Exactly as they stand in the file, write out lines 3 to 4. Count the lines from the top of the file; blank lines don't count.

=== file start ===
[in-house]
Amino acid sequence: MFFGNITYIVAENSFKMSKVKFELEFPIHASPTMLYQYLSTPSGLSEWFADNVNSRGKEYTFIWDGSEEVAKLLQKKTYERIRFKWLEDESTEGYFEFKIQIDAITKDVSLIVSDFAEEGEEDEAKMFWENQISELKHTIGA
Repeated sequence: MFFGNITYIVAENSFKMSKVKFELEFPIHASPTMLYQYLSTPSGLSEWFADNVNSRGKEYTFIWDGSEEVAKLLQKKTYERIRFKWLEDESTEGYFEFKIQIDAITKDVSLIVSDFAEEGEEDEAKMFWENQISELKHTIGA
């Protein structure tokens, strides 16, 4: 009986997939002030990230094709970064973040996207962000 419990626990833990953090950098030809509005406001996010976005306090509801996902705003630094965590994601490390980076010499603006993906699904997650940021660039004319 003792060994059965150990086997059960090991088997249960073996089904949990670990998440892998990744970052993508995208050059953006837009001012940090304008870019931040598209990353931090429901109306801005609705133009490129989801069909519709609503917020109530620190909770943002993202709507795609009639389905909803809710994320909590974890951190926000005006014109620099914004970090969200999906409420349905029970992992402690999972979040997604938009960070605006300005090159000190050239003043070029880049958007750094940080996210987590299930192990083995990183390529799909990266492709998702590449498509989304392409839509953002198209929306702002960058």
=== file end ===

Repeated sequence: MFFGNITYIVAENSFKMSKVKFELEFPIHASPTMLYQYLSTPSGLSEWFADNVNSRGKEYTFIWDGSEEVAKLLQKKTYERIRFKWLEDESTEGYFEFKIQIDAITKDVSLIVSDFAEEGEEDEAKMFWENQISELKHTIGA
């Protein structure tokens, strides 16, 4: 009986997939002030990230094709970064973040996207962000 419990626990833990953090950098030809509005406001996010976005306090509801996902705003630094965590994601490390980076010499603006993906699904997650940021660039004319 003792060994059965150990086997059960090991088997249960073996089904949990670990998440892998990744970052993508995208050059953006837009001012940090304008870019931040598209990353931090429901109306801005609705133009490129989801069909519709609503917020109530620190909770943002993202709507795609009639389905909803809710994320909590974890951190926000005006014109620099914004970090969200999906409420349905029970992992402690999972979040997604938009960070605006300005090159000190050239003043070029880049958007750094940080996210987590299930192990083995990183390529799909990266492709998702590449498509989304392409839509953002198209929306702002960058």